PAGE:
Art and activism
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Posted in Art and Activism, Education, Human Rights, Indigenous Rights, Palestine, Prison Industrial Complex, Racism, The war against the children, this is what a police state looks like, This is what genocide looks like, U.S. empire on November 30, 2010| 1 Comment »
Posted in Calling out neo-liberalism, Holiday Message, Indigenous Rights, Mumia, Now who's the terrorist?, Racism, The Americas, This is what genocide looks like, U.S. empire on November 25, 2010| Leave a Comment »
it is impossible to separate this gluttony with the symbolism, its origins, the narrative taught in classrooms throughout the country, and what this holiday means to native american people. it’s sort of like leonard cohen saying he can play… tel aviv as long as he donates the money to an israeli “human rights” organization and mentions the palestinians. nice of HIM to decide for palestinian civil society what’s the “right” way to support justice! this holiday is rooted in the amerikan settler colonial narrative (i watched from my porch, mexican and central american kids, walking home from school with “indian” headresses on, made of paper;) when we confront empire, power, racism and genocide we can’t do it separate from that history and its impositions and the impact its “celebration” has on the people on whose bones we chew. -emma rosenthal- cafe intifada
A few Links on Thanksgiving: The Amerikan Settler Colonial Narrative
“After a colonial militia had returned from murdering the men, women, and children of an Indian village, the governor proclaimed a holiday and feast to give thanks for the massacre. He encouraged other colonies to do likewise—in other words, every autumn the crops are in, go kill Indians and celebrate your murders with a feast.”
“So let us be very careful when we think we know our ancestors and our history. Let us not be captivated by romanticism or the movie-making of Hollywood or particularly the patriarchal conquerors who would re-write history for the sake of their legacies as they white-wash their misdeeds, greed and exploitation.”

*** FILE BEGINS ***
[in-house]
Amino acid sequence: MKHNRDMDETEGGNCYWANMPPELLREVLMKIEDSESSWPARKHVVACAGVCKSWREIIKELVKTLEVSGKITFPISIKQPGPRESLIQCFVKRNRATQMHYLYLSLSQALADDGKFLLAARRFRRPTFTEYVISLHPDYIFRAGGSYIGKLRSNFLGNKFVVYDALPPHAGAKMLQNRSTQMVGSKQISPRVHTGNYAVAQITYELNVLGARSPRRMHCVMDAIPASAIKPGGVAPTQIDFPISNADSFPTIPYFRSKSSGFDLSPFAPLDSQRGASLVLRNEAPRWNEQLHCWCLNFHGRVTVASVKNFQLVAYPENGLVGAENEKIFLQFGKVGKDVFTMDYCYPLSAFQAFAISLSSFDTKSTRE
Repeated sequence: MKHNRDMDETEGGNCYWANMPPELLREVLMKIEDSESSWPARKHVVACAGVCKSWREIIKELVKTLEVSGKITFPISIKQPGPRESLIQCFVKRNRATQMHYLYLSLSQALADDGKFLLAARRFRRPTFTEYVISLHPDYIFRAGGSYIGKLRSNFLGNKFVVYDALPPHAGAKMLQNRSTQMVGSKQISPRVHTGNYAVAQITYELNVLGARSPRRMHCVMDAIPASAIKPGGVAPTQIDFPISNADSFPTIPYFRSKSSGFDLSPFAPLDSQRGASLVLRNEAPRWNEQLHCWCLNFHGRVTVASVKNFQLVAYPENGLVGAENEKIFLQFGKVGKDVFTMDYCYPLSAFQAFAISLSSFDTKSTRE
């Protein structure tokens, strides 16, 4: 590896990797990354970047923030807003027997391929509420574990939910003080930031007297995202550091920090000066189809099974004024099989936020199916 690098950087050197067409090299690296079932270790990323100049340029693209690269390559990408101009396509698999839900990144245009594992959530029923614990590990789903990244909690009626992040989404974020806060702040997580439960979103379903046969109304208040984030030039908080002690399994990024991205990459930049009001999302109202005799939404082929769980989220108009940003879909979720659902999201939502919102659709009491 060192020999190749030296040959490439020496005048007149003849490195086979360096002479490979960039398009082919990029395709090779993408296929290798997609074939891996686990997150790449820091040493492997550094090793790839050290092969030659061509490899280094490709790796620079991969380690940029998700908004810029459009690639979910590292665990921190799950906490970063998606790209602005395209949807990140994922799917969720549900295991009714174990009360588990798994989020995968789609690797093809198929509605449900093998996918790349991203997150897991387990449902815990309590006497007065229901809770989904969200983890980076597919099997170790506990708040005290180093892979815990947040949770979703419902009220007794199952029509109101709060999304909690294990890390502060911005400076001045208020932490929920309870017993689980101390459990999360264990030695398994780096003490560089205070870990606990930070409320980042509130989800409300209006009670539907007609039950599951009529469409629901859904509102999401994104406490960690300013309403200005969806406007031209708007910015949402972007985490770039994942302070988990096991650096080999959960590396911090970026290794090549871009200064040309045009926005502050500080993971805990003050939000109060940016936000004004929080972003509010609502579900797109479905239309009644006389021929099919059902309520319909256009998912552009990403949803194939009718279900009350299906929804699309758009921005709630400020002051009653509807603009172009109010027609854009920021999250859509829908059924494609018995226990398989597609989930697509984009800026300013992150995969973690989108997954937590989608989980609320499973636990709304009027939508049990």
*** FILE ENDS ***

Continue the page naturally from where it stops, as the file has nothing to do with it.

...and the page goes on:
Mumia Abu-Jamal “Some Who Feel No Reason For Thanksgiving”
A beautiful old Floyd Westerman song, sung here by Daniel Patrick Welch. Look him up–his album for which this is the title track is still available somewhere. Incredibly moving lyrics, very apropos for thanksgiving, modern US history, and any hope for a just world. ..
From Mumia Abu Jamal: Most Americans do not know and do not care to know anything about Native history or culture. What is passed off as Native comes from cartoons, a few racist as hell movies, and totally fictional public school education myths.
I have stopped hating Thanksgiving and learned to be afraid of the holiday. Over the past few years a growing number of white people have joined the longstanding indigenous people’s critique of the holocaust denial that is at the heart of the Thanksgiving
“Deconstructing the Myths of “The First Thanksgiving”by Judy Dow (Abenaki) and Beverly SlapinRevised 06/12/06 What is it about the story of “The First Thanksgiving” that makes it essential to be taught in virtually every grade from preschool through high school? What is it about the story that is s…
How did the Pilgrims celebrate the first Thanksgiving? According to these adorable young history buffs, with blankets covered in smallpox.
Tomorrow 12:30am at Everywhere
The injustices that Native Americans face today are varied. Some, including poverty, health care, education, and violence against women, affect many others in United States, but are exacerbated in Native Americans’ case because of jurisdictional issues and historic marginalization. Other justice issues, including tribal sovereignty, and certain immigration issues and violations of religious liberty, are unique to the Native American experience. Source: http://www.uua.org/socialjustice/issues/economicracial/nativeamerican/index.shtml
http://www.facebook.com/event.php?eid=146529988728130 Happy Indigenous Solidarity Day
National Day of Mourning
Thanksgiving and Forgotten Genocide: Brainwashing in American Textbooks by Jehanzeb Dar